Sunday, August 25, 2013

ELVIS Vs THE MUMMY; Reviewing Bubba HoTep

Now that I've watched Don Coscarelli's John Dies At The End a couple of times, I wanted to rewatch Coscarelli's previous film, Bubba Ho-Tep. The film knocked me out the first time around...
I was only a few months old when Elvis Presley died, yet his image loomed large for years after. Maybe it was just where I grew up, but Elvis was like a Protestant saint. It seems like I grew up knowing Elvis better than Jesus. I always knew about the dark haired man in the rhinestone studded white suit. I always knew Jailhouse Rock, Hound Dog, and Gentle On My
Mind. I've never been to Memphis, TN but I've only ever thought of it in association to Elvis's home, Graceland (even before Cash, The Killer, or Sun Records). I knew he was in a bunch of movies, none of which I ever saw growing up.  I knew the only other artists that demanded reverence on Elvis's level were The Beatles.  It was only in my early teens that I discovered he had been a bloated drug addict that died on the toilet.
    Elvis hit America like a bombshell with his hips and sneer and voice. He was raw energy. You had to shoot him from the waist up for television, because the rest was too obscene. You had to make him do something stupid like dress up in a tux and sing Hound Dog to a basset hound to take the edge off.  For a time Elvis had the world wrapped around his finger.  Then his manager Col. Parker started controlling him and making him appear in god awful movies and recording crap music. So, after a while Elvis became nothing special. He still had fans. He still made money. It was a price to pay and so far away from the hillbilly cat he once was.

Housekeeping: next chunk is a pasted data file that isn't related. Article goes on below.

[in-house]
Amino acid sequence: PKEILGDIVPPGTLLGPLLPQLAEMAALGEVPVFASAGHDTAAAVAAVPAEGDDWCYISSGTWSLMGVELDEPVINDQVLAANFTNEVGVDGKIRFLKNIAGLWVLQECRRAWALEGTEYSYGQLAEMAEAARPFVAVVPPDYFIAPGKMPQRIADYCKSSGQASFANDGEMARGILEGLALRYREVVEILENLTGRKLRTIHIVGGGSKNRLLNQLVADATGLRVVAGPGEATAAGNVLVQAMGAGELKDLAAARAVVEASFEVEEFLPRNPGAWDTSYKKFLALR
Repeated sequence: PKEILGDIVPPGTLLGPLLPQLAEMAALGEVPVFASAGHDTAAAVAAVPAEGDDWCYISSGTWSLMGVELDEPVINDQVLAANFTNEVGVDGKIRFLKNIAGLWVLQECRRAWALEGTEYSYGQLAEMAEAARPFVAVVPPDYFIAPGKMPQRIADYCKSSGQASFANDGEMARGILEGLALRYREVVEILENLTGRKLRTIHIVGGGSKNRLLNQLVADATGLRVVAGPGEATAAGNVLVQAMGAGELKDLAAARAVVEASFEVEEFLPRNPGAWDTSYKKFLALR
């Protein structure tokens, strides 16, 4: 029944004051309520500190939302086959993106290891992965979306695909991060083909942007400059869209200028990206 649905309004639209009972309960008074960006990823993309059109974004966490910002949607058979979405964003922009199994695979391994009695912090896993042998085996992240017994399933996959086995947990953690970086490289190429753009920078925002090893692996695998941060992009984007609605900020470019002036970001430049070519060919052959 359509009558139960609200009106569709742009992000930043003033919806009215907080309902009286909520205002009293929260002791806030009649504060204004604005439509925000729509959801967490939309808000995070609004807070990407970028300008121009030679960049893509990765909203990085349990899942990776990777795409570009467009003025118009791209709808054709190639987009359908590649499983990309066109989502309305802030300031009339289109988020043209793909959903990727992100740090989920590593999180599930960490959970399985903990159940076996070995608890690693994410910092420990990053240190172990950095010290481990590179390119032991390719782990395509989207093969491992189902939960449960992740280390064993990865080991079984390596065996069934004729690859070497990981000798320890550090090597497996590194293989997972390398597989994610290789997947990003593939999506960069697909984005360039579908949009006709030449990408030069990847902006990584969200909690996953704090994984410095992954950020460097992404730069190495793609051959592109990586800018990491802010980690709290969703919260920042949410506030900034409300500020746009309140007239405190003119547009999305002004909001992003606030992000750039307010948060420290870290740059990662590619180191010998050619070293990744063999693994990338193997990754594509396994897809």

Starting in 1968 Elvis began to shrug off the bubblegum pop that had weighed him down and stripped him of his raw animal coolness. There was the comeback special where he appeared head to toe in black leather, looking badder and more dangerous than he ever had in 1956. This wasn’t just the Elvis fans had been missing for the last decade, this was a new and improved, mature, sexier Elvis. It was an Elvis in his thirties. He was not just back from a long slumber to reclaim rock and roll, but to reclaim the world.
It was the Memphis record backed by Neil Diamond’s band that showed the world what this hillbilly cat from Tupelo could really do. Never had his voice sounded so good. Never had he been given such a wealth of great material to work from. Never had he shown such range; from raucous R&B to smooth southern soul to pure shit kicking country to weeping ballads. It was a middle finger to critics and those who’d lost faith. It was a middle finger to his peers who spoke ill of him through the 60’s. And perhaps it was a middle finger to Col. Parker, because Elvis always knew he was better than all those crap films. Perhaps he realized what ‘Elvis Fucking Presley’ meant to the world and that he’d just spent ten years not meaning anything.